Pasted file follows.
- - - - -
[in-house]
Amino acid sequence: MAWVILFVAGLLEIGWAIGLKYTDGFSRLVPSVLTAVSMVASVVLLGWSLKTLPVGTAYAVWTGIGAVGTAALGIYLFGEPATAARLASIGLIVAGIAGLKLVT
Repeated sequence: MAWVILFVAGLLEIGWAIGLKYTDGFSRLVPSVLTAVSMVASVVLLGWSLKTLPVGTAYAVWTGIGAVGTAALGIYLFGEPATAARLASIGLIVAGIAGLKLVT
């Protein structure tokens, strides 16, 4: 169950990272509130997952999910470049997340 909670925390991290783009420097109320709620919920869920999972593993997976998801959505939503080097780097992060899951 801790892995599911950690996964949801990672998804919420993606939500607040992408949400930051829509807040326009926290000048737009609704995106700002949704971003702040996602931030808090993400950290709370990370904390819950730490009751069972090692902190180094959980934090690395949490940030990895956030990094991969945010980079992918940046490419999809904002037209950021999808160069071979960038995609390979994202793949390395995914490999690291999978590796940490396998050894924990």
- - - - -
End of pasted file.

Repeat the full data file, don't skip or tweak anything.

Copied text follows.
[in-house]
Amino acid sequence: MAWVILFVAGLLEIGWAIGLKYTDGFSRLVPSVLTAVSMVASVVLLGWSLKTLPVGTAYAVWTGIGAVGTAALGIYLFGEPATAARLASIGLIVAGIAGLKLVT
Repeated sequence: MAWVILFVAGLLEIGWAIGLKYTDGFSRLVPSVLTAVSMVASVVLLGWSLKTLPVGTAYAVWTGIGAVGTAALGIYLFGEPATAARLASIGLIVAGIAGLKLVT
């Protein structure tokens, strides 16, 4: 169950990272509130997952999910470049997340 909670925390991290783009420097109320709620919920869920999972593993997976998801959505939503080097780097992060899951 801790892995599911950690996964949801990672998804919420993606939500607040992408949400930051829509807040326009926290000048737009609704995106700002949704971003702040996602931030808090993400950290709370990370904390819950730490009751069972090692902190180094959980934090690395949490940030990895956030990094991969945010980079992918940046490419999809904002037209950021999808160069071979960038995609390979994202793949390395995914490999690291999978590796940490396998050894924990």